"This was the period when there was no Social Security, no unemployment insurance, and when you don't have them, you're aware of what might happen to you," says Philip Hanson, author of "This Side of Despair: How the Movies and American Life Intersected During the Great Depression." "The movies were relatively new" at that time, Hanson adds, "and if you're selling a product and the people you are selling to are rabid to find out what's happening to them, you can sell movies drenched in working-class suffering, because the people who will show up for your film are in these films."

"Hollywood always tries to anticipate what people want to see," adds Craig Forgrave, author of "Movies We Love in Times of Depression." "Back in the '30s, they were trying to be authentic to what they saw in society. I don't think today's Hollywood thinks you can take real people and talk about what their struggles are and attract people to the theaters."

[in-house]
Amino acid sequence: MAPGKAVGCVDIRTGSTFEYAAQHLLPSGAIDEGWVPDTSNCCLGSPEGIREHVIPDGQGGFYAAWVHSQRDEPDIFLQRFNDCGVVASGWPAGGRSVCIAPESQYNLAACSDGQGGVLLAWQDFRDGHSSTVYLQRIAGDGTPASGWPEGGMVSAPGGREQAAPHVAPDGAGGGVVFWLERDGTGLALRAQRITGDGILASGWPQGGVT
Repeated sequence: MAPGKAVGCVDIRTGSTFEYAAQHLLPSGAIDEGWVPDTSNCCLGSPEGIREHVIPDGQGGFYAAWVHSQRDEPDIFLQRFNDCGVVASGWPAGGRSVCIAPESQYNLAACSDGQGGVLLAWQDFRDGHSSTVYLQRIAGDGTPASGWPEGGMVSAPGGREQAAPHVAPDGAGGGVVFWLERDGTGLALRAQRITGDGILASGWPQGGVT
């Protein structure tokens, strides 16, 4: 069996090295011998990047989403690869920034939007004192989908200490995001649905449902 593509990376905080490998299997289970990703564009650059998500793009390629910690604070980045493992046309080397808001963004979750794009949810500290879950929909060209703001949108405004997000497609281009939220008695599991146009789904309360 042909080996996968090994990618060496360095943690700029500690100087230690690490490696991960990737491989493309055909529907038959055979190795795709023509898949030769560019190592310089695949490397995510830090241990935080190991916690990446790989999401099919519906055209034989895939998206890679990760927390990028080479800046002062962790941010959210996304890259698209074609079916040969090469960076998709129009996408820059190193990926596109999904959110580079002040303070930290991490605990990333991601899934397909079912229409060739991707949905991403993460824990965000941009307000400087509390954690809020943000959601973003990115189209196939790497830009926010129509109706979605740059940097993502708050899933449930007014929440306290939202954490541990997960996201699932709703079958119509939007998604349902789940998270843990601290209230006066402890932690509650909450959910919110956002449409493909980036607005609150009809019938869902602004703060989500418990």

There are several reasons for this disconnect between the 1930s and today. Possibly the most important is that unlike the 1930s, today there are many more forms of entertainment...

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The film making industry is just like any other modern industry, it consists of a handful of powerful corporations geared to maximising profits whilst maintaining the status quo. Hollywood doesn't produce movies that reflect reality, rather they are expensive propoganda tools to explain and brainwash the population into believing that the way things are, are they way they should stay. They serve the current Plutocracy.

You could try and make a movie that reflects the real world, but you would be unlikely to get any support from finance, the government, or the film distributors.